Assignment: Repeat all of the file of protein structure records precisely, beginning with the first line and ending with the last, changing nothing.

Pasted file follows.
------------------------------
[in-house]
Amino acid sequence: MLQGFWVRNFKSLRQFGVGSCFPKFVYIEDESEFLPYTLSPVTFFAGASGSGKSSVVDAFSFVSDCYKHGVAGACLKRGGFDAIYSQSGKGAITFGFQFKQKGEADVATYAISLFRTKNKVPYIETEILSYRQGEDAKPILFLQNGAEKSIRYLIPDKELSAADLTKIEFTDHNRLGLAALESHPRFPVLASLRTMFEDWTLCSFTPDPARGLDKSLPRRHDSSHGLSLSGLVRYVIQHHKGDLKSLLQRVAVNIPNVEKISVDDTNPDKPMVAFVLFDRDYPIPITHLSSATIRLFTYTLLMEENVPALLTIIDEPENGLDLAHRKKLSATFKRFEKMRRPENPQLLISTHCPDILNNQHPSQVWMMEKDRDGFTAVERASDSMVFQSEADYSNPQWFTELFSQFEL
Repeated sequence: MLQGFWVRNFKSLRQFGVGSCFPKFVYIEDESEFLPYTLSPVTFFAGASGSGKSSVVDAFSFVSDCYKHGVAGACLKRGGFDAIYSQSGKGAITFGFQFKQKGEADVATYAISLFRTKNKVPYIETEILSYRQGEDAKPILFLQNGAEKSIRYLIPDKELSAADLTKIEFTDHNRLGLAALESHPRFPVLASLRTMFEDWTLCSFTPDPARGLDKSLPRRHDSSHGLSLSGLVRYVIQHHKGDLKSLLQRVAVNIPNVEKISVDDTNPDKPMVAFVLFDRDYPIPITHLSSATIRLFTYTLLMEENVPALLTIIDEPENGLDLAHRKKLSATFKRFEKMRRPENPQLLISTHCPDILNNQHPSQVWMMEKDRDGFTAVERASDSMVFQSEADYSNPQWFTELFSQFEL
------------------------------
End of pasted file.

[in-house]
Amino acid sequence: MLQGFWVRNFKSLRQFGVGSCFPKFVYIEDESEFLPYTLSPVTFFAGASGSGKSSVVDAFSFVSDCYKHGVAGACLKRGGFDAIYSQSGKGAITFGFQFKQKGEADVATYAISLFRTKNKVPYIETEILSYRQGEDAKPILFLQNGAEKSIRYLIPDKELSAADLTKIEFTDHNRLGLAALESHPRFPVLASLRTMFEDWTLCSFTPDPARGLDKSLPRRHDSSHGLSLSGLVRYVIQHHKGDLKSLLQRVAVNIPNVEKISVDDTNPDKPMVAFVLFDRDYPIPITHLSSATIRLFTYTLLMEENVPALLTIIDEPENGLDLAHRKKLSATFKRFEKMRRPENPQLLISTHCPDILNNQHPSQVWMMEKDRDGFTAVERASDSMVFQSEADYSNPQWFTELFSQFEL
Repeated sequence: MLQGFWVRNFKSLRQFGVGSCFPKFVYIEDESEFLPYTLSPVTFFAGASGSGKSSVVDAFSFVSDCYKHGVAGACLKRGGFDAIYSQSGKGAITFGFQFKQKGEADVATYAISLFRTKNKVPYIETEILSYRQGEDAKPILFLQNGAEKSIRYLIPDKELSAADLTKIEFTDHNRLGLAALESHPRFPVLASLRTMFEDWTLCSFTPDPARGLDKSLPRRHDSSHGLSLSGLVRYVIQHHKGDLKSLLQRVAVNIPNVEKISVDDTNPDKPMVAFVLFDRDYPIPITHLSSATIRLFTYTLLMEENVPALLTIIDEPENGLDLAHRKKLSATFKRFEKMRRPENPQLLISTHCPDILNNQHPSQVWMMEKDRDGFTAVERASDSMVFQSEADYSNPQWFTELFSQFEL